Illienko, Yurii

Image - Yurii Illienko Image - Yurii Illienko ay a film set. Image - Yurii Illienko and Sergei Paradzhanov Image - A scene from A Well for the Thirsty (1966), directed by Yurii Illienko. Image - A scene from The Eve of Ivan Kupalo (1967), directed by Yurii Illienko.

Illienko, Yurii [Іллєнко, Юрій; Illjenko, Jurij], b 18 July 1936 in Cherkasy, d 15 June 2010 in Prokhorivka, Cherkasy oblast. Film director and cinematographer; the brother of Vadym Illienko and Mykhailo Illienko. A graduate of the All-Union Institute of Cinematography (1960), he worked at the Yalta Artistic Film Studio and, from 1965, at the Kyiv Artistic Film Studio. His camera work in Serhii Paradzhanov's Tini zabutykh predkiv (Shadows of Forgotten Ancestors, 1964) earned him international recognition and an award at the 1965 international film festival in Mar del Plata, Argentina. His Proshchaite holuby (Goodbye, Pigeons, 1960), made in fulfillment of degree requirements, was approved for general distribution in the USSR.

Illienko made his debut as a film director with the stark black-and-white film Krynytsia dlia sprahlykh (A Well for the Thirsty, 1966), but the film was banned by Soviet censors who viewed the film as a condemnation of the destruction of the traditional Ukrainian village by the Holodomor and Second World War. His second film: his adaptation of Nikolai Gogol's stories Vechir na Ivana Kupala (The Eve of Ivan Kupalo, 1967) was accepted for competition at the Venice Internetional Film Festival, but the USSR Ministry of Culture did not release the film and soon afterwards banned it altogether. Then Illienko co-scripted (with Ivan Mykolaichuk) and directed Bilyi ptakh z chornoiu oznakoiu (White Bird with a Black Mark, 1971), which won a gold medal at the Moscow International Film Festival, and then scripted and directed such films as Vsuperech vs’omu (Contrary to Everything, 1972); Lisova pisnia—Mavka (The Forest Song: Mavka, 1980), an adaptation of Lesia Ukrainka's play; Lehenda pro kniahyniu Ol’hu (The Legend of Princess Olha, 1983), the first part of a planned trilogy on Kyivan Rus’; and Solomiani dzvony (Straw Bells, 1987).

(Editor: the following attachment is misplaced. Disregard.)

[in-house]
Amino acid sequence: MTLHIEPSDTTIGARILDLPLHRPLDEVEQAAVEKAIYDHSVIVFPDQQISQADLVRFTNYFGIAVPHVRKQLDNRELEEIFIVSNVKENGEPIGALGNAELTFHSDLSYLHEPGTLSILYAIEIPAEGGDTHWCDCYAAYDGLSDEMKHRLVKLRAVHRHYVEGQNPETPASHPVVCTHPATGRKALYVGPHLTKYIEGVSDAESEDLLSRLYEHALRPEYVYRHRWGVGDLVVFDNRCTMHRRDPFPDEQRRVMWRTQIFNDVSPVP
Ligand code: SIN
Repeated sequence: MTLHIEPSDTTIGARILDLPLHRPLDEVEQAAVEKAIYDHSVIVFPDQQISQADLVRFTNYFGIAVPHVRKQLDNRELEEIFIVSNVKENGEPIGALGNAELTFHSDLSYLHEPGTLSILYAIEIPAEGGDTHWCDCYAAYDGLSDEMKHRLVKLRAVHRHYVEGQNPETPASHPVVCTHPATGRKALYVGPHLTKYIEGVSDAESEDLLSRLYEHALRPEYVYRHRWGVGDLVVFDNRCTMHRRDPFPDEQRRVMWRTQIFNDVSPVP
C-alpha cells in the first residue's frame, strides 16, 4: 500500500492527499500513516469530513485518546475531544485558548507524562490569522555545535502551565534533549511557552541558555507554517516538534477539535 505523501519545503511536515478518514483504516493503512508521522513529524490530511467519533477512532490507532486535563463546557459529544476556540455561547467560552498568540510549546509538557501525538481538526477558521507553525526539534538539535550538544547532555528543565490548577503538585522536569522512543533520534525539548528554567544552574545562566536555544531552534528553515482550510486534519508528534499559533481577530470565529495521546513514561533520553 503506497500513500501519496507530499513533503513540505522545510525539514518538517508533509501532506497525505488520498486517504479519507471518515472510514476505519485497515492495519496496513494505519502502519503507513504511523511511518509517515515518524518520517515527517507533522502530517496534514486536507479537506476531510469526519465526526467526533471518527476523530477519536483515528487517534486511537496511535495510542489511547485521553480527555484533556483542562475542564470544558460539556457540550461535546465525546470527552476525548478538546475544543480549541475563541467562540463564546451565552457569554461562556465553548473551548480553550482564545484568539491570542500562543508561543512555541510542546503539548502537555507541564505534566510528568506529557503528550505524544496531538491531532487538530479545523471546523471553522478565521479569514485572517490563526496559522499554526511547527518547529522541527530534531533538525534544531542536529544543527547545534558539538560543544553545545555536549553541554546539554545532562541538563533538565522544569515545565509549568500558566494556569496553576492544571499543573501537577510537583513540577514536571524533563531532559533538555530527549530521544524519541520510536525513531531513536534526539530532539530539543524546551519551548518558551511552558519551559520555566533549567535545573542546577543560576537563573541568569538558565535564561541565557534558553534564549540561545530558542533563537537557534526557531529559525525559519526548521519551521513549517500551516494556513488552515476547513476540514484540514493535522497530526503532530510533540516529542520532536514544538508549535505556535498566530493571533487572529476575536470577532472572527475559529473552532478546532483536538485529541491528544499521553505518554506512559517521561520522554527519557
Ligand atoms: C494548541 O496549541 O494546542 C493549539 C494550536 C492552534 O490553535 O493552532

During the period of glasnost and perestroika, Illienko produced an internationally acclaimed film Lebedyne ozero. Zona (Swan Lake. The Zone, 1990) that received two major awards (including the FIPRESCI International Federation of Film Critics Prize for Best Film) at the Cannes Film Festival. The film, based on the screenplay by Serhii Paradzhanov, was the first instance of an international film co-production in Soviet Ukraine (it was co-produced by Ukraine, Canada, USA, and Sweden) and was the first film to represent Ukraine (not the USSR) at an international film festival. Illienko’s last feature film was the experimental Molytva za het’mana Mazepu (Prayer for Hetman Mazepa, 2002).

Illienko's highly personal cinema was deeply rooted in Ukrainian history and folklore. His original cinematographic style used subjective camera and explored the diverse potentialities of color. His oeuvre sets Illienko apart from the majority of his contemporary Ukrainian filmmakers and makes him one of the most accomplished masters of Ukrainian cinema. Illienko also taught at the Kyiv Institute of Theater Arts and, based on his lectures, wrote a monograph Paradygma kino (The Paradigm of the Cinema, 1998). He was also a prolific painter and wrote a three-volume novel Dopovidna Apostolovi Petru. Avtobiohrafiia alter ego (A Report to Saint Peter: The Autobiography of the Alter Ego, 2008).

Marko Robert Stech

[This article was updated in 2013.]


Image - A scene from The Forest Song Mavka (1980), directed by Yurii Illienko.


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